How much data is generated on the Internet in one minute? Every time a user signs up to a social network, answers a customer satisfaction survey or fills in a form for a product, enormous quantities of data are gathered: names, surnames, addresses, emails, etc., but also tastes, purchasing power and education. Without some form of established order, databases become barely effective or even useless. In order to avoid the chaos and maintain high quality data, not only is it important to implement effective measures, but it is also convenient to become familiar with the concepts that have arisen in the Big Data environment.

The concept of Big Data has become a recurrent topic in the technology field. This refers to the data that large companies are capable of gathering. Due to the size, here we are talking about terabytes or petabytes of data, traditional systems are incapable of processing this much data. Thus, side-by-side with Big Data is Deep Data, the cross-referencing and selection of data contained in a Big Data environment, carried out by analysts for a specific area and which as a result produces non-redundant reports.

The key difference between Big Data and Deep Data is the analysis of the data used. In Big Data, absolutely everything is analysed, whereas in Deep Data only certain data of interest are used. In this case, if a company wants to know which products they will sell next Christmas, they don’t need to know the localisation data of the customers or which language they use when visiting the site. They will however, want to know about product trends and their relationship with age ranges and other demographic data.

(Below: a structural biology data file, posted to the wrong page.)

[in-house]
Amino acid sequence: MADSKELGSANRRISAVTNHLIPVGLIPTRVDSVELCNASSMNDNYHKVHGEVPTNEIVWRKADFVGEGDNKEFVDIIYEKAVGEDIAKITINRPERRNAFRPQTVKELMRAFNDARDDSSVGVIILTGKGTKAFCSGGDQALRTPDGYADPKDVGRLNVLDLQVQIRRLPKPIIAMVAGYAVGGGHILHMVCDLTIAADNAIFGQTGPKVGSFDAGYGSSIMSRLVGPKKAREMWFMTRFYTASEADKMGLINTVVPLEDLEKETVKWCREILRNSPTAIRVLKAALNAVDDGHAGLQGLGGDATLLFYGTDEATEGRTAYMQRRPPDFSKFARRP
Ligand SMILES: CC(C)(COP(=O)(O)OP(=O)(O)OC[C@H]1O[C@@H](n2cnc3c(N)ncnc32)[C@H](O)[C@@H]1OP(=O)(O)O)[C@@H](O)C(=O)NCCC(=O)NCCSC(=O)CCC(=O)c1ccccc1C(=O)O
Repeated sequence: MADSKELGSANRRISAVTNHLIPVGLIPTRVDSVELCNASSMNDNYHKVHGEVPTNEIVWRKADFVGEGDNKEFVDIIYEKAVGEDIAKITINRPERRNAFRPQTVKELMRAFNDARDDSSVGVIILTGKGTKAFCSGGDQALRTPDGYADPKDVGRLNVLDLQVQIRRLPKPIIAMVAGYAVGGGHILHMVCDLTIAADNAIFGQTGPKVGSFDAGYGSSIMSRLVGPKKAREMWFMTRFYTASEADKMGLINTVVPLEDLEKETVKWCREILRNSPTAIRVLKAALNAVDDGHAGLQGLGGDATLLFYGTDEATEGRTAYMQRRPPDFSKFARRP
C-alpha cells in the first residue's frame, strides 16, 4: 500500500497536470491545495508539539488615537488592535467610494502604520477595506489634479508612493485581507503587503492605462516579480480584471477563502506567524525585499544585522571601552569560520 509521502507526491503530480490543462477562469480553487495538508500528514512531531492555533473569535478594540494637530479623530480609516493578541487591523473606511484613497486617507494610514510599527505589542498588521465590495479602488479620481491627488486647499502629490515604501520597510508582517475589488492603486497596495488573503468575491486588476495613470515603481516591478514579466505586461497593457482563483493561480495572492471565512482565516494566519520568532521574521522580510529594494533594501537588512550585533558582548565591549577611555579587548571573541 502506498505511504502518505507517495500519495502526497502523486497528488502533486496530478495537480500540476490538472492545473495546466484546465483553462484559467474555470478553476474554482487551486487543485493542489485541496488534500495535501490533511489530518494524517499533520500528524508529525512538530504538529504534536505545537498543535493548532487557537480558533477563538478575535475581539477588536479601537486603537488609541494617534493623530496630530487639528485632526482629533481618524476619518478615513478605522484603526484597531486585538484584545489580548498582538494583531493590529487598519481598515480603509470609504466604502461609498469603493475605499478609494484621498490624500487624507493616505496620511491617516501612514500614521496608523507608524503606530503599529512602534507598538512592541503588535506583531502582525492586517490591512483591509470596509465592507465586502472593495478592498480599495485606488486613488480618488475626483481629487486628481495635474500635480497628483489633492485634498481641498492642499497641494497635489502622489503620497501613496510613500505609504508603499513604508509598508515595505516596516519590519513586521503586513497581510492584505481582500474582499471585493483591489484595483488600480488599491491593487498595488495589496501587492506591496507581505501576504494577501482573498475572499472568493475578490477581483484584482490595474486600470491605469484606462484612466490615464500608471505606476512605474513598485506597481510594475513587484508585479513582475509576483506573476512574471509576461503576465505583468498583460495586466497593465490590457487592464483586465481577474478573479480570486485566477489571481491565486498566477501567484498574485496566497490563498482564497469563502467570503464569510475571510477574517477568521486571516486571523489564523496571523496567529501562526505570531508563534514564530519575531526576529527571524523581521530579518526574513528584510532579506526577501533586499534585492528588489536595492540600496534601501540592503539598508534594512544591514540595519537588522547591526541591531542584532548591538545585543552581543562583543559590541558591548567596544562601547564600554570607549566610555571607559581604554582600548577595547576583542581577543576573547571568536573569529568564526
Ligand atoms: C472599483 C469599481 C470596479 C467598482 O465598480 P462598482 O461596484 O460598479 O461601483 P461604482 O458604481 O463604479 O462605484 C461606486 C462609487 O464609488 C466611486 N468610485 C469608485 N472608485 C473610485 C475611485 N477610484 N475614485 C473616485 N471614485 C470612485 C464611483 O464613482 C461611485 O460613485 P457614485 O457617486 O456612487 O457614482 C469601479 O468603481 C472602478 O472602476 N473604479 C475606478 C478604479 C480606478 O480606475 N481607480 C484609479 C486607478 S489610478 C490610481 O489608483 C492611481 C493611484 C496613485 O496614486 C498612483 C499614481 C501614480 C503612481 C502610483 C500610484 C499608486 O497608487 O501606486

Another concept that cannot be ignored is the Data Lake. This is a storage system for data in its raw format on a single database from which it is possible to extract detailed schema. It was invented by James Dixon 2015 and is used by companies like Amazon.

If a database is not well managed in its entirety and contains erroneous data, incorrect or duplicate records, streets and towns that are not up to date, then the most likely scenario is that in the long term it will stop being effective. When this happens, the term used to refer to this is Dirty Data. If the objective is to obtain high quality data, it will be necessary to implement collection, standardisation and deduplication methodologies that prevent the proliferation of corrupt data and Dirty Data.

Big Data, Deep Data or Data Lake: all lead us to the concept of Data Quality. It may seem obvious that the management of data should be focused on the proper management and collection of data, but how do we determine the quality of the data without a clear way to measure it? Data Quality sets out how to determine this. Kevin Roebuck in his book “Data Quality: High-impact Strategies” indicates the set of quantitative and qualitative variables that determine the quality of data stored: degree of accuracy, whether the data are complete or not, how up-to-date they are and their contextualisation.

The level of fulfilment of all these variables will allow any company to tackle process of business data analytics and generate relevant reports. To do so, it is absolutely necessary to include procedures to identify possible duplicates, and eliminate and correct any erroneous data by means of a Data Quality tool.

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